I received a DIY Magnetic Stirplate Kit from DigitalHomebrew.com the other day and documented this stirplate build and review. I am really impressed with this kit. It’s the first of it’s kind that I have seen. Typically you need to either buy a stirplate or build it using spare parts.
Prior to seeing this, the easiest method was to use the Thermaltake USB fan as I did in my post here: DIY Stir Plate for Homebrew Yeast Starters. But this contains all the parts needed in one bag (minus the enclosure). PLUS the magnets come affixed to the fan and tuned to the included stirbar. I’d have to say the hardest part of my Thermaltake build was getting the HDD magnets centered for the stirbar I chose.
While the “kit” I previously used from Thermaltake included many of the parts needed to make a magnetic stir plate, this kit includes everything but the enclosure.
That means, in the bag, you get: computer fan with two rare earth magnets properly centered and fixed to the fan, a potentiometer to control the speed that also serves as an on/off switch, an LED power indication light, a stir bar, and a power supply.
This is a “re-do” of my extract version of this recipe. It’s a blonde ale from Jamil Zainasheff’s Brewing Classic Styles book. I had taken a big brewing hiatus and jumped back in with an extract version of this recipe. The US05 yeast I had didn’t kick off after about 72+ hours so I repitched. I had some fermentation temperature issues and the resulting beer just tasted off.
This will be my first brew using liquid yeast and my new stir plate. I need a .75 liter starter for this batch but I made a 1.25 liter one with the goal of splitting it and preserving 500 ml. What that will accomplish is that I will be able to use that 500 ml later to create a new yeast starter instead of buying another $7 vial of yeast.
Then when it is time to make that starter, I will save 500 ml again and the cycle will continue. This is following the “Novel Approach” yeast starter technique.
Up until now I have only used dry yeast for my homebrew creations. This limits me in what types of brews I can create as the various strains of liquid yeast far outnumber the dry strains. As an example, I am planning to brew a Kolsch soon, and there is no available dry yeast strain for that.
The purpose of a yeast starter is to build up the number of viable yeast cells from the amount that comes in a vial of yeast from the store. A vial of California Ale Yeast (WLP001) will have roughly 96 billion yeast cells. For a 5.5 gallon beer with a 1.050 original gravity, you will want to use about 192 billion. A starter is a mini fermentation that builds up the yeast as they feed on the sugars in the mash you’ve made.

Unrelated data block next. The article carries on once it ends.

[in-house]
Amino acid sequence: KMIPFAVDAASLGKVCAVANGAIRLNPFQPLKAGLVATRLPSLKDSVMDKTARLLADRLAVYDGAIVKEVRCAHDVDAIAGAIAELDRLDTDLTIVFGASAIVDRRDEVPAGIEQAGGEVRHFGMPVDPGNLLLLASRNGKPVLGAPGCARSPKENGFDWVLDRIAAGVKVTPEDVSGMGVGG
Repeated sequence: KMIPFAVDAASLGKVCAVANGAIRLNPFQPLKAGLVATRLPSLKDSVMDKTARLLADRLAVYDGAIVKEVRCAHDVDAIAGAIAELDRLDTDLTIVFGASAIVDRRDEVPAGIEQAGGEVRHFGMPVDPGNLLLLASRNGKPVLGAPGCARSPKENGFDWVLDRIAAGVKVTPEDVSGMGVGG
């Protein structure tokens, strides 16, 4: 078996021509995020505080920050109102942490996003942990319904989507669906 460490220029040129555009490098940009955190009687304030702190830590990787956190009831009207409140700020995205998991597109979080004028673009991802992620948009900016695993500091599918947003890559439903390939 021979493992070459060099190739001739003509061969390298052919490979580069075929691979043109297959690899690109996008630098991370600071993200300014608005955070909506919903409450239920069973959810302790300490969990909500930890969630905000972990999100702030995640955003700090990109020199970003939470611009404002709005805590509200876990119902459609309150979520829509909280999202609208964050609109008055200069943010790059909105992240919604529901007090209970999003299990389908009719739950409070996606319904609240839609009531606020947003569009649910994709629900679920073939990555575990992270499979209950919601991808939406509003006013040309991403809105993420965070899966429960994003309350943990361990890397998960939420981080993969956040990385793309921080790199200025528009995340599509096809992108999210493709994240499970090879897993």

A magnetic stir plate escalates the growth in the yeast starter by spinning a magnetic stir bar at the bottom of the flask containing the starter. I can grow that 96 billion to 192 billion with a .75 liter starter on the stir plate, opposed to 131 billion without. These numbers we calculated from the beersmith app.
I just installed a ball valve onto my Bayou Classic 44 Quart brew kettle so I can drain my chilled wort directly to the fermenter. I typically use an auto-siphon for racking from kettle to fermenter but felt the ball valve would give me a faster transfer, one less thing to clean and sanitize and look better. It should also give me a more consistent water volume left behind.
For dog owning home brewers: after I finish the mash I scoop a few cups of spent grain into a bowl for making dog treats. I let it cool, cover and put them in the fridge. I make sure to use them within a few days or it’ll go bad.
I am brewing a half batch (2.5 gallons) of an American Pale Ale tonight. Doing a smaller batch in order to save a little time on getting the water to temp and cooling afterwards. Seems to be my routine lately to alternate between a 5 gallon and 2.5 gallon batch.
Here is the recipe for an Oatmeal Stout I brewed back in February. It’s from Jamil Zainasheff’s Brewing Classic Styles book and it is delicious. As of today, the keg is still going but it won’t last much longer. I will definitely brew this again. Continue reading →
I bottled my Irish Stout (batch 03) about 3 weeks ago and it still has some time to go. I tested a bottle the other day and it was relatively flat. I roused the bottles and will let them sit some more. The temperature is starting to climb a little so hopefully that will help it finish. Continue reading →